Microsoft has been jealous. That Macs with the new M1 chip can run iOS and iPad OS apps natively? Well ale, they will also offer support for Android applications (almost) natively thanks to the newly unveiled Project Latte.

The desktop platforms of Microsoft and Apple thus give a nod to the mobile applications of Android and iOS, but unless things change, that support has to overcome great obstacles both on Windows and macOS.

Problem one: mobile apps shouldn’t look mobile

All those who have tried to run iOS applications on the new Mac with Apple’s M1 chip make it clear: this option, although curious, still works in a way that poor at best.

Many applications are not prepared to be executed with a mouse and keyboard, and they are also not ready to adapt to a totally different screen format despite the fact that projects like Catalyst have allowed developers to move applications from iPadOS to macOS relatively easily.

The problem is that those applications they do not adapt, and if they do they usually do not do it completely. One of the examples that we have seen the most in these analyzes is that of the HBO client to watch this streaming content.

When opening it on an iPhone or iPad everything works great, but things change when we run it on a Mac with an M1 chip: on these computers window cannot be resized, but you can’t even put the content in full screen.

With this and with many applications the solution seems within the reach of developers, who they might come up with better behavior soon, but today mobile applications are still mobile even if we see them on the desktop: they do not adapt, and that is the first thing they must do.

Getting Android apps to run on Windows is a different challenge than iOS apps running on Mac M1s

That problem is more than likely to affect Android apps when Microsoft offer that subsystem windows for android, which will behave in a similar way to the Windows subsystem for Linux (WSL) and that the Redmond company wants to launch with its Project Latte.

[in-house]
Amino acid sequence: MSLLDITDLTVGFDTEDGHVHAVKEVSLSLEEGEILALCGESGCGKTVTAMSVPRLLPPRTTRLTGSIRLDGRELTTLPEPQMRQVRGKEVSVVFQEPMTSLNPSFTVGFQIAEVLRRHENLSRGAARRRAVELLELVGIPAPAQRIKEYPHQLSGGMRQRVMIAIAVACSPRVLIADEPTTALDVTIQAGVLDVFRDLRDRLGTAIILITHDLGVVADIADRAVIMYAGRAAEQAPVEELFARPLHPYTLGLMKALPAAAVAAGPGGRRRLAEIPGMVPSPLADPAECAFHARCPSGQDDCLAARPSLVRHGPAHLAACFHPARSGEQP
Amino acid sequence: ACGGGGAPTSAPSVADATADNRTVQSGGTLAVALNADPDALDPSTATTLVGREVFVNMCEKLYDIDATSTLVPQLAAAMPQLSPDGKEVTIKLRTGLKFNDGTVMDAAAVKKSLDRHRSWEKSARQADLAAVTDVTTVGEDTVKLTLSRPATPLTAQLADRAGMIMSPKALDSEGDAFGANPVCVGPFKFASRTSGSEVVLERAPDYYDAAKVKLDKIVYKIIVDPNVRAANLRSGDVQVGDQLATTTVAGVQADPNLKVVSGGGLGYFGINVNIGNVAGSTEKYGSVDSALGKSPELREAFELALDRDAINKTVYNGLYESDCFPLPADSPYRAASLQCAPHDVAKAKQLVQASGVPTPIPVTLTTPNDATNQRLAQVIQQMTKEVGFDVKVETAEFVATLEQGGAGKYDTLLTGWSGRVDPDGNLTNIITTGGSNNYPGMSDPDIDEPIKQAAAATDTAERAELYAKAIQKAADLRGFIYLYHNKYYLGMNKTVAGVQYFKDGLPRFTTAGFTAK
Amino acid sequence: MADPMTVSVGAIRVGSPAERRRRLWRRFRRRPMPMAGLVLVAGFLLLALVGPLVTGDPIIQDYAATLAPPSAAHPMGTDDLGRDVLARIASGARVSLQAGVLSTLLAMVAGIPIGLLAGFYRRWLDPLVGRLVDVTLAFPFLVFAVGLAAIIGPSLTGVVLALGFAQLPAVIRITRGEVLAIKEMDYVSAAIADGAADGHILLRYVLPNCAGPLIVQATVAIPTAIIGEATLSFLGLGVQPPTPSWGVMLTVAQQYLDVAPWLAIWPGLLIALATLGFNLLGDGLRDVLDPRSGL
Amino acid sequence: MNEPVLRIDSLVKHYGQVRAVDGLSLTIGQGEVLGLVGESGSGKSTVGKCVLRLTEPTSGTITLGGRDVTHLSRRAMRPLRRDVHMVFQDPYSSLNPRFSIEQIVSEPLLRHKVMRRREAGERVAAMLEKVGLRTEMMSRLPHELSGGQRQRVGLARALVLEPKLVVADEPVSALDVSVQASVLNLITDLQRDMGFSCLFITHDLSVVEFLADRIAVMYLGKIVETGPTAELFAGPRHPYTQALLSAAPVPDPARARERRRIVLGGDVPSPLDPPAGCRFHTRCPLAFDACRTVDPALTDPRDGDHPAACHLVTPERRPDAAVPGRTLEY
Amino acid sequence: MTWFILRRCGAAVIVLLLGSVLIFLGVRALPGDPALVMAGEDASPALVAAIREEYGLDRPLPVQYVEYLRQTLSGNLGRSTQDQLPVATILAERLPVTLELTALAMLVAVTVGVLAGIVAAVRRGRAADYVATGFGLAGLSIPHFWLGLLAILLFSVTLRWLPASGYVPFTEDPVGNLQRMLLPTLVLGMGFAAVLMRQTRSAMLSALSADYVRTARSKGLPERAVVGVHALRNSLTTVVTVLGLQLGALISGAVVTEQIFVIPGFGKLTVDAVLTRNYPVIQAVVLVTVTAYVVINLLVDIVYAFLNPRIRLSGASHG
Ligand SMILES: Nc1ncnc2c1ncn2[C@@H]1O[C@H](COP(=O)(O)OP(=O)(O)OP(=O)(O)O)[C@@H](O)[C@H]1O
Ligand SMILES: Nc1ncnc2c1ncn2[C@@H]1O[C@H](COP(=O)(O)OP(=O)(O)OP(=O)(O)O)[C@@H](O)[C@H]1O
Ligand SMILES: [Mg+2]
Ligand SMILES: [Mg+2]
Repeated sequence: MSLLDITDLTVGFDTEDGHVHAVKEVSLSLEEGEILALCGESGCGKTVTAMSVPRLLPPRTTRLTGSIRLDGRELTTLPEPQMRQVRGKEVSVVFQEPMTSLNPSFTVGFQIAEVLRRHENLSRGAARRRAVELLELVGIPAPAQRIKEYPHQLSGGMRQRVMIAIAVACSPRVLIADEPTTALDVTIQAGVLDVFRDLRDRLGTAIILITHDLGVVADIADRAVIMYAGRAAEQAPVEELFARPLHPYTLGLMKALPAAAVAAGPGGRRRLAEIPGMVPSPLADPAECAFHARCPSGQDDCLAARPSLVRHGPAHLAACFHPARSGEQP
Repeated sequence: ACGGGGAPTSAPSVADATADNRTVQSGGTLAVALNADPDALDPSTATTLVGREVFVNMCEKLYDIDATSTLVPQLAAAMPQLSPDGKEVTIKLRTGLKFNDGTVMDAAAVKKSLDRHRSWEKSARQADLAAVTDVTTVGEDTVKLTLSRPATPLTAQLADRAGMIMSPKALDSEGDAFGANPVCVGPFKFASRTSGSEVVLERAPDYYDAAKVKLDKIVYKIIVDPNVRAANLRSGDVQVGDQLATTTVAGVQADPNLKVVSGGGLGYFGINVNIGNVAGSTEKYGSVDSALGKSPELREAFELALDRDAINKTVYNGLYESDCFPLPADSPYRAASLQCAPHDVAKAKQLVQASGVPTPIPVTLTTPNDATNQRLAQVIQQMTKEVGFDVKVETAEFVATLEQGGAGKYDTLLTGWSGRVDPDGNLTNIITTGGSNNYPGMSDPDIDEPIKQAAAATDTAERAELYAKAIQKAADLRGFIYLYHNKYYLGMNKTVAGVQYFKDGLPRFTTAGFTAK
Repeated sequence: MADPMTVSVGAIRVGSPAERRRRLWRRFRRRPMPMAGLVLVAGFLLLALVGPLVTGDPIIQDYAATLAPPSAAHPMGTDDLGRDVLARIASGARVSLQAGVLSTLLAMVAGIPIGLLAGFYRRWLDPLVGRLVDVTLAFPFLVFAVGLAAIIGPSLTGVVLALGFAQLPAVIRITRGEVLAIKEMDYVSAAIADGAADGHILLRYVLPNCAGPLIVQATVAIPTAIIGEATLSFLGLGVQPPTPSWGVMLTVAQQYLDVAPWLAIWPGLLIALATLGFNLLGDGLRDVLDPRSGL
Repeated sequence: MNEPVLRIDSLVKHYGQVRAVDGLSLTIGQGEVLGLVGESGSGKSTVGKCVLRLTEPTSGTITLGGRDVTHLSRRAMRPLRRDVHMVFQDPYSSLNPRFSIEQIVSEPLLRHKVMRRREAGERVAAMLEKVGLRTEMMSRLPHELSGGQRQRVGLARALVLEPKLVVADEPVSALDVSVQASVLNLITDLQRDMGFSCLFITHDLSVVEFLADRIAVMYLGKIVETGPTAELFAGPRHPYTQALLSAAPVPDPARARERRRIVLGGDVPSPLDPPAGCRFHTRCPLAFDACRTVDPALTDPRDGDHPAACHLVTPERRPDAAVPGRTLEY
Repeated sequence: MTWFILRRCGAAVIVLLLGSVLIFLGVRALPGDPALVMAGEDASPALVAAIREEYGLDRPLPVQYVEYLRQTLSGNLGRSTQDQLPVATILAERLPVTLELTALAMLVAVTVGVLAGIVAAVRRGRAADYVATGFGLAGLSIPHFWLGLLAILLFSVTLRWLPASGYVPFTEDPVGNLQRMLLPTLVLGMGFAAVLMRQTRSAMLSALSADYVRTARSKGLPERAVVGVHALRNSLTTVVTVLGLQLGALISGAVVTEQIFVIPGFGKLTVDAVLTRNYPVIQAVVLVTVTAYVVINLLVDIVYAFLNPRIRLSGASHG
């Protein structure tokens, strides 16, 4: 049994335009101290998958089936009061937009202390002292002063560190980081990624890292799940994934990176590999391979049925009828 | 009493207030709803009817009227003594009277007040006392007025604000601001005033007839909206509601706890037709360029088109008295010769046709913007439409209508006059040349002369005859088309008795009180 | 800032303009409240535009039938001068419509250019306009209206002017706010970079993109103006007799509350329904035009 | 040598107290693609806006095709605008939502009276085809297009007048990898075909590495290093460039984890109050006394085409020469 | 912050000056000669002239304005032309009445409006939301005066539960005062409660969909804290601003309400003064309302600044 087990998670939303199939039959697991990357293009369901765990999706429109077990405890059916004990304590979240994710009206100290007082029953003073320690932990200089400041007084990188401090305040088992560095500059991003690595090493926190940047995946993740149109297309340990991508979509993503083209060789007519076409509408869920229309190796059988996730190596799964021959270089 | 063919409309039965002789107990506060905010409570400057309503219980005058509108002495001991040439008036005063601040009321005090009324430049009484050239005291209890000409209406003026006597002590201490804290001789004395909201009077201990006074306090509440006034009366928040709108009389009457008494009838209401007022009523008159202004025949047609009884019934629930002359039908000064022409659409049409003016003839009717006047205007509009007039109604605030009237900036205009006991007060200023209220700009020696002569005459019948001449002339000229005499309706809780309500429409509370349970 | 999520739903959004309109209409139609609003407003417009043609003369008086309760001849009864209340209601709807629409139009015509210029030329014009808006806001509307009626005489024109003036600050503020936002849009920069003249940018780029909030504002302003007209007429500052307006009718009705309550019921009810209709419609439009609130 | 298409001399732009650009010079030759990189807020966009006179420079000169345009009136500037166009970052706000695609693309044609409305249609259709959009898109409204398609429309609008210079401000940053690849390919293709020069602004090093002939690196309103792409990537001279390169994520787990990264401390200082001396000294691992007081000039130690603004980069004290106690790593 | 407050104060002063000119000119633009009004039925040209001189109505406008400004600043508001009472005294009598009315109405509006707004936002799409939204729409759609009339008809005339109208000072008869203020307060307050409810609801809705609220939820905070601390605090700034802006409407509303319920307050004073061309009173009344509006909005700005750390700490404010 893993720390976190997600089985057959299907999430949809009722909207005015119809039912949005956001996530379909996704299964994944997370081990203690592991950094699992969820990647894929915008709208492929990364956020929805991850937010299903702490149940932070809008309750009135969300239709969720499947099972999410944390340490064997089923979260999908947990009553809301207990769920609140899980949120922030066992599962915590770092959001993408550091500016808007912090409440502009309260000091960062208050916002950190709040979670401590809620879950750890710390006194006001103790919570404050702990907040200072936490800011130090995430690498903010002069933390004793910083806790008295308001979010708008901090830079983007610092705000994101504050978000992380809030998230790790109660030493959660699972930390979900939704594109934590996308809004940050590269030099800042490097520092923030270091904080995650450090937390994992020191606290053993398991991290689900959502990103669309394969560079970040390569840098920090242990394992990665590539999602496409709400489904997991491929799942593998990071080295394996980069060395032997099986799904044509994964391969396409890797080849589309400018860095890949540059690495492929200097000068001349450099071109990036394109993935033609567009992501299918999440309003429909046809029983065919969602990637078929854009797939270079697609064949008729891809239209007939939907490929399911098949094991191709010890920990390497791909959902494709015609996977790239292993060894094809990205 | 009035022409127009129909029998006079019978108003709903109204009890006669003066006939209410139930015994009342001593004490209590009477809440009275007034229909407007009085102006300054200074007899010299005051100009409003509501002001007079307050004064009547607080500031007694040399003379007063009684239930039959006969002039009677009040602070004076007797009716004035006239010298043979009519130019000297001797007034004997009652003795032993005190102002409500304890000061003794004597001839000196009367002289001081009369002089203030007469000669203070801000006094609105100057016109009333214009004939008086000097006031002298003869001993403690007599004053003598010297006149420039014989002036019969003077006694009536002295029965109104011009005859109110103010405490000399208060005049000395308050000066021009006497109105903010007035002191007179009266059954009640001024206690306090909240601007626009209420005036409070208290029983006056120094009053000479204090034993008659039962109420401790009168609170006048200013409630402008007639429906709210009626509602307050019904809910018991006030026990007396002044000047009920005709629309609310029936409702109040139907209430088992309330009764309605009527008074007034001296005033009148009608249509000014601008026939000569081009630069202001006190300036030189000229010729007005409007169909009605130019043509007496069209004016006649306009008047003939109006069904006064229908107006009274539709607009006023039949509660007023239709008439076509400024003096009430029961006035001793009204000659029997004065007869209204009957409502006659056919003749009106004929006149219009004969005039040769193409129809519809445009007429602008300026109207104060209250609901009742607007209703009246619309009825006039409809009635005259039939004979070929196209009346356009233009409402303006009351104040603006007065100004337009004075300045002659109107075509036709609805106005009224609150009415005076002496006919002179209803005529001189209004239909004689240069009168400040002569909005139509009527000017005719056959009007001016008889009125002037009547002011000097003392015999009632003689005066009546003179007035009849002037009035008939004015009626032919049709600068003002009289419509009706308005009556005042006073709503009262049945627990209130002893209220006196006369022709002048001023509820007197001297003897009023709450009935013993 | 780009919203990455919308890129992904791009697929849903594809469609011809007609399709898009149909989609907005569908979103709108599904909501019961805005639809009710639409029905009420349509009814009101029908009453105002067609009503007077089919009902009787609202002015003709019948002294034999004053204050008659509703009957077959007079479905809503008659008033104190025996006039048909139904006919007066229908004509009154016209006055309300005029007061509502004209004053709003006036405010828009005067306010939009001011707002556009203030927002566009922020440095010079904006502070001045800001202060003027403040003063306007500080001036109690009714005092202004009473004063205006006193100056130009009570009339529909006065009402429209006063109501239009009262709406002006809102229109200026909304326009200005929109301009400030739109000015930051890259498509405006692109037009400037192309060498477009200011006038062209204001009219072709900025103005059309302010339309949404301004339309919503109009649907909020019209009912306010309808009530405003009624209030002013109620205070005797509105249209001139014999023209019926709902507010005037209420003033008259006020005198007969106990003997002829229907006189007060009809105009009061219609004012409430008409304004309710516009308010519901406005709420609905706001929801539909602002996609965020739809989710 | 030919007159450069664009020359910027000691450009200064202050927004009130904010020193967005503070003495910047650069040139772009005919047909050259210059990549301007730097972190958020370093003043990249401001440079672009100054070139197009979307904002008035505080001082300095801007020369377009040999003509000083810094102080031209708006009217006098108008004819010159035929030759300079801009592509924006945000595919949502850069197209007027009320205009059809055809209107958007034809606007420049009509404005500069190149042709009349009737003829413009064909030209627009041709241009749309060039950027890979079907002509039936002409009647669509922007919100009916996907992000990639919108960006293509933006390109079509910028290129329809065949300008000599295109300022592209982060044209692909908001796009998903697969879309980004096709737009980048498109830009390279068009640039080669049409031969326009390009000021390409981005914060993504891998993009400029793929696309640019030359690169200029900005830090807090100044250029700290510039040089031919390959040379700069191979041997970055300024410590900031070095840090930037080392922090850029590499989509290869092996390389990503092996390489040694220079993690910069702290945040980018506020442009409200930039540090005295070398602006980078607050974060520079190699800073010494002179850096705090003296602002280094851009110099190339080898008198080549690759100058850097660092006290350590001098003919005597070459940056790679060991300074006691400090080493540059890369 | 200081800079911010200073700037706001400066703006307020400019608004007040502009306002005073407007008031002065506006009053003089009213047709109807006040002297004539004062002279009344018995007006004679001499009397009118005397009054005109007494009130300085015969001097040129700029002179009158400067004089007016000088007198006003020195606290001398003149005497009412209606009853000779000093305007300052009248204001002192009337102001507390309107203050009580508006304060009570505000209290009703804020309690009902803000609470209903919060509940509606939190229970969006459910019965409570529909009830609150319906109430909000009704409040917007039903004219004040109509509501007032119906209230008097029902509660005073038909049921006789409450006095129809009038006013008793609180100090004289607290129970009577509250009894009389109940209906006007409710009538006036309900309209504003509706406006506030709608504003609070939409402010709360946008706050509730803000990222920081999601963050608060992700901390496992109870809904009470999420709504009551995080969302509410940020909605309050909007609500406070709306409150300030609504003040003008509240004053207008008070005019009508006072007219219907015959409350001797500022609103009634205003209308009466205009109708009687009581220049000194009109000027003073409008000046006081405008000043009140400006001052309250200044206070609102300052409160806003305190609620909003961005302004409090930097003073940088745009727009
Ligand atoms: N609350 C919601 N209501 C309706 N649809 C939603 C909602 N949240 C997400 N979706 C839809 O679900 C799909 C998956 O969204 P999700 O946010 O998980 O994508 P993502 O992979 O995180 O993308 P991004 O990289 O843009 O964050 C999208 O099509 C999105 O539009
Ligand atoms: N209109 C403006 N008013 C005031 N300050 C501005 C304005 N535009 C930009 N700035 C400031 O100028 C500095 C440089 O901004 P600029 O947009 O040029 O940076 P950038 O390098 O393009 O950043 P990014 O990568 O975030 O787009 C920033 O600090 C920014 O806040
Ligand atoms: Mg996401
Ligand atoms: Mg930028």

Developers are expected to not have to make any changes to their applications, which basically they will just have to repackage as MSIX then submit them for approval by the Microsoft Store.

It will be interesting to see how Microsoft solves that problem of the adaptability of Android applications, which should behave in a similar way to what we have seen these years with that wonderful and unsuccessful initiative of universal apps.

Microsoft wanted developers to be able to create an application and it would behave perfectly whether we ran it on a mobile or used it on a PC with a 32-inch 4K monitor. The wickers were there to achieve boost Windows 10 also on mobile, but as we know at Microsoft they ended up throwing in the towel. A shame.

Problem two: apps touch

The other big problem for that iOS or iPadOS mobile app support on macOS it’s in the way of interacting with them: It is possible to play Among Us, for example, but doing it with mouse and keyboard is “weird”.

Getting Android apps to run on Windows is a different challenge than iOS apps running on Mac M1s

The ideal here, of course, is have a touch screen. Several have been those who have alluded to this after the release of some MacBook Air and MacBook Pro that still do not have a touch screen and that are somewhat “lame” when used with applications that were developed to be touched.

Will that change in the future? Apple has always seemed to reject the idea: touchscreens are an iPad thing, they argue, but what they say and what they stop saying is very different: in June 2020 a patent related to an ultrathin touch sensor appeared, and in fact something like that was already discussed in 2013.

In Windows-based laptops things are very different: we have long enjoyed touchscreens in both non-convertible and non-convertible laptops, and although the touch support seems to be wasted and is not widely used by some users, the support Android apps would make this type of option especially interesting.

This advantage of Microsoft’s laptops contrasts with a disadvantage that Apple has well resolved: the distribution of these applications is perfectly controlled through the App Store, but it does not seem easy that Microsoft can access Google Play since Google only allows it on Android or Chrome OS devices. Perhaps an alliance would be interesting for both companies, but for now there is no news about it.